Dwight Howard is Turning Into the NBA’s Crazy Anti-Vaxxer QAnon Conspiracy Uncle

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Dwight Howard, the L.A. Lakers 34-year-old center, was quoted over the weekend as saying “I didn’t know coronavirus be flying through the air looking for people.” The scientifically inaccurate quote came after Howard was spotted by multiple people around others while not wearing a mask. Howard would go on to claim that he had actually been alone doing his laundry, despite being seen talking to other people.

Someone inside the NBA bubble obviously objected, as Howard himself would tell it, the center was reported to the NBA’s anonymous hotline for quarantine violations. Howard responded by telling USA TODAY in part that “It was pointless for somebody to tell that I didn’t have a mask on by myself. I don’t even know when this would’ve happened. I just think everybody’s making a big deal out of it.” Because the only person who matters to Dwight Howard is apparently Dwight Howard. Some former teammates seem to agree:

In the same conversation, Howard would tell the newspaper, “I personally don’t see a risk of us getting it during the time period that we’re here. We’re not allowed to leave the bubble. We’re only around each other every day. I just feel like it would be pointless for somebody to say anything. I understand outside of this bubble, wearing a mask in different places is very important. So I wouldn’t say that it’s not needed. But since we are here in this bubble and we’re the only ones here, and the staff and everyone is getting tested every day, I feel like we’re safe.”

This logic flies in the face of every piece of advice from medical experts as well as the league’s mandated protocols. It’s precisely this kind of thinking that leads experiments like this to collapse. Each individual justification, tolerance or exception creates a new point of failure, and the bubble can only withstand so much before a cascade of failures begins.


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It’s no real surprise that Howard is making waves about something, although he could have picked a better topic on which to make a misguided stance, the White House has this ground fairly well covered. Speaking of which, as of about 2 p.m. EST on Monday afternoon, a casual scan of the 508 accounts that Howard follows on Instagram was all it took to verify that he is still following at least one of these accounts openly associated with the absurd QAnon conspiracy theory group as first outed on Twitter.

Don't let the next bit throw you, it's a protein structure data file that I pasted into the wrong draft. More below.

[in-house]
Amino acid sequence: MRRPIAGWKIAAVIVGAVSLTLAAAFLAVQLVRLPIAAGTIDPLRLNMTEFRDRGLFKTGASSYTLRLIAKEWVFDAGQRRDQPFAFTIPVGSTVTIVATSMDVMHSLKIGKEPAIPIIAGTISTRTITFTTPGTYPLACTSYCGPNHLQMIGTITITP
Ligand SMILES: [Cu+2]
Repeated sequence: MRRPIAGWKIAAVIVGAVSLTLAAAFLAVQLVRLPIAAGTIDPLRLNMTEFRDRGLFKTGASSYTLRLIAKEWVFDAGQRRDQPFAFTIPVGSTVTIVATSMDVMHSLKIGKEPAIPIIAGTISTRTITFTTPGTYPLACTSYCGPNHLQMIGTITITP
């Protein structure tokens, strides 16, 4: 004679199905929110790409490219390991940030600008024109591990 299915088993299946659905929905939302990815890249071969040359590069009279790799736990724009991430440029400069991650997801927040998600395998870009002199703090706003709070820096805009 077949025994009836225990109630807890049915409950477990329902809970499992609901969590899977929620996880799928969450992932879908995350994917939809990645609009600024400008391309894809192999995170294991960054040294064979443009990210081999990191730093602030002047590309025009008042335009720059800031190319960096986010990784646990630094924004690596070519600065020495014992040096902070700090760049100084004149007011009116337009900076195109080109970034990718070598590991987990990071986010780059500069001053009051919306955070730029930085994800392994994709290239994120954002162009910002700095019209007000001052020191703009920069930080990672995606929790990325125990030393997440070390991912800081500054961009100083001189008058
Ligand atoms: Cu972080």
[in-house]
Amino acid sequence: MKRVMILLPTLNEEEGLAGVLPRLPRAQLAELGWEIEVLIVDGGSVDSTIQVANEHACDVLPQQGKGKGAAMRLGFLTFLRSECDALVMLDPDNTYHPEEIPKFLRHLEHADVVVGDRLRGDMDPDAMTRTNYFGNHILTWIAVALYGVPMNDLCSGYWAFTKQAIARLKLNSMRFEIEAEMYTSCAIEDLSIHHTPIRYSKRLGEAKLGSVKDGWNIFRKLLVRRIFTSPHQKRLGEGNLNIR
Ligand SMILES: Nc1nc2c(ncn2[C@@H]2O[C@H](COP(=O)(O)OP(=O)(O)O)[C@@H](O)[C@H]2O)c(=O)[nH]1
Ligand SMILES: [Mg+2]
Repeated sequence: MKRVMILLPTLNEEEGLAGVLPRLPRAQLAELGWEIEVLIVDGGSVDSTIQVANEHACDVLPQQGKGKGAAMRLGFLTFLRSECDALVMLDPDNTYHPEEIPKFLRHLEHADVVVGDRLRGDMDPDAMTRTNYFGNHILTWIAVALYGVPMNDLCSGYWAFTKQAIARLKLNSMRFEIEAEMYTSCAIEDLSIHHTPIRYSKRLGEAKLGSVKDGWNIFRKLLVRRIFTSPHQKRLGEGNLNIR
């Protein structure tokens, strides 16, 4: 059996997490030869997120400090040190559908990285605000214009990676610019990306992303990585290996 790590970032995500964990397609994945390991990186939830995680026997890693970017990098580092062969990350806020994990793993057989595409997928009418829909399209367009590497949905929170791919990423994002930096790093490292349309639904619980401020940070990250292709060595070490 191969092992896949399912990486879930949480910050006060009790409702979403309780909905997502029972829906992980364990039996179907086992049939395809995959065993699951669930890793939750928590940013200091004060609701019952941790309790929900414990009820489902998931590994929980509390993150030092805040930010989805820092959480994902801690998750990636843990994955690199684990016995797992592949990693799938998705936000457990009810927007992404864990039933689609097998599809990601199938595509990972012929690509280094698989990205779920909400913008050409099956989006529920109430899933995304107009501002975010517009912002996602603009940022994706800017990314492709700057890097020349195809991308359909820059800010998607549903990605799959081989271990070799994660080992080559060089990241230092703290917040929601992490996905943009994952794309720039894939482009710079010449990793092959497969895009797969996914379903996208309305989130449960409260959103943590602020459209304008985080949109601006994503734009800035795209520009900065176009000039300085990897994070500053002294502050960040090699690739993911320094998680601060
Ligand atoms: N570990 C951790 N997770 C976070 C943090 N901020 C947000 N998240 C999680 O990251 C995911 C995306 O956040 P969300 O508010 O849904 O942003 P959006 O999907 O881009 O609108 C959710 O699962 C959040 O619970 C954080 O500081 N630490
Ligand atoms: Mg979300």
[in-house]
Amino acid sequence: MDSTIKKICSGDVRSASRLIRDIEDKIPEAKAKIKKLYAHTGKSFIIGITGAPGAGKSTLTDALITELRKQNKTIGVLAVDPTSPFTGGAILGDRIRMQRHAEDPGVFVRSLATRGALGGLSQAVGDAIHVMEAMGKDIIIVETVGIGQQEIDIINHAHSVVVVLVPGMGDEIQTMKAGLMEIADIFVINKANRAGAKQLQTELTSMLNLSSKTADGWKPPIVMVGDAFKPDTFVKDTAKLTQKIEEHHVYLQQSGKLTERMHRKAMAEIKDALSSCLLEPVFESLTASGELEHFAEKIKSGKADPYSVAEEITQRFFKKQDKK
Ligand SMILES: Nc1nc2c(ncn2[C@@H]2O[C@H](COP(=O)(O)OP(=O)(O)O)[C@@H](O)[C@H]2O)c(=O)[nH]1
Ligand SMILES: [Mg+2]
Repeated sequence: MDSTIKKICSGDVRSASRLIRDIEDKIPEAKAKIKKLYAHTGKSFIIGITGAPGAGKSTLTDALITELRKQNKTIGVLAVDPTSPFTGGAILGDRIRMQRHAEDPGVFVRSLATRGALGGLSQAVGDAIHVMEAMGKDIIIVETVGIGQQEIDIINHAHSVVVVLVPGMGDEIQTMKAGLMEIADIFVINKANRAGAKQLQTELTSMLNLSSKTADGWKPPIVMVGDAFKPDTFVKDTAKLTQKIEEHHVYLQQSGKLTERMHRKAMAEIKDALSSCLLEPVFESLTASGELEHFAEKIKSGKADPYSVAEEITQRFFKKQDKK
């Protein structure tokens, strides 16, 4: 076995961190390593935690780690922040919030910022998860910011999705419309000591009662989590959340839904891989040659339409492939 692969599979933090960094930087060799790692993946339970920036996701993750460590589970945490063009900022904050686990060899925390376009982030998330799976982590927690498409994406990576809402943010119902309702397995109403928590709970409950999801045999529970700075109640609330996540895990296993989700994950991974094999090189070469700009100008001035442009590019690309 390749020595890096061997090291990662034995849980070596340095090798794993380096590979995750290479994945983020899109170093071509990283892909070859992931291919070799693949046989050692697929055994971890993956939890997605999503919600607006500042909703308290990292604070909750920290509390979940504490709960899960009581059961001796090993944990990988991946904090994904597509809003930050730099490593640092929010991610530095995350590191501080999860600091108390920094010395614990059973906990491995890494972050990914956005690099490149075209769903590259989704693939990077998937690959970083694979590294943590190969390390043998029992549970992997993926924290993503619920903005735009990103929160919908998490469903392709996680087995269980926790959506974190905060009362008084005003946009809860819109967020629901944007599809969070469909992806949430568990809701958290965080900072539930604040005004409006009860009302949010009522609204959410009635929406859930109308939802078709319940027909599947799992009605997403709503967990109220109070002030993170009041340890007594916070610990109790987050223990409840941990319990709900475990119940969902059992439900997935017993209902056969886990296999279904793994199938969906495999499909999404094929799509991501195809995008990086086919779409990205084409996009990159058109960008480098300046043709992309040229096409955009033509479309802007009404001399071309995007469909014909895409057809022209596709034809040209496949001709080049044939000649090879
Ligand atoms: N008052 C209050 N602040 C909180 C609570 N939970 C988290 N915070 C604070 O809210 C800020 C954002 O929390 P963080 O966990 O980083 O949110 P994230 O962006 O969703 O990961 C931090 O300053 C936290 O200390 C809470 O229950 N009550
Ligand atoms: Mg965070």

QAnon is not worth your Google search or your time. They’re a group of lonely people who used to be the isolated weirdo who never bothered anyone, each confined to their own town. Now they connect on the internet and breed theories like the existence of an anonymous insider known as Q, who is “leaking information” about the pending charges that are sure to drop any day now and expose (insert enemy of the Conservative Right) once and for all. Somehow the other shoe never drops. Meanwhile the foot is being dragged across broken glass.

Howard is known as a difficult teammate who airs his contract grievances and other in-house disputes publicly and who is not a willing contributor when it comes to crunch time. Kobe Bryant took issue with Howard for this in 2015, telling SB Nation “But when he saw the reality of it, it made him uncomfortable. And it’s very tough to be able to fight through that, to deal with that challenge. And I don’t think he was willing to deal with that uncomfortable and combative nature.”

Howard took the ridiculousness and wildly inaccurate rant to Thanksgiving dinner levels of conspiracy theory later in the afternoon on Sunday. In an Instagram Live video that has since gone viral, Howard answers a viewer’s question and confirms that he does not believe in vaccinations.

Dwight Howard uses a key phrase that you hear in this sort of science-denying nonsense quite often “my opinion.” At some point, probably around the advent of social media, we forgot as a planet that there is a difference between fact and opinion. Simply wanting something to be true or thinking something is true doesn’t necessarily make it so.

Dwight Howard isn’t wrong because he’s a basketball player, he’s wrong because he’s not a doctor or a scientist and he got bad information somewhere, just like millions of other anti-vaxxers out there. If you’re reading this shaking your head, I’m talking about you.

If Howard, or any other player, was espousing a view that is legitimately a matter of opinion, such as his choice for President or his thoughts on abortion or gun control or civil rights, then more power to him he should be allowed to speak his mind. The difference is that vaccines are a matter of scientific fact. Vaccines work and they are safe. It’s only through a willingness to, for some reason, tolerate ignorance in the guise of speech that conspiracy theory nonsense like this makes its way into the mainstream.

Listen to doctors, not basketball players. Or people who write things on the internet who also aren’t doctors, for that matter. Just actual doctors and scientists.


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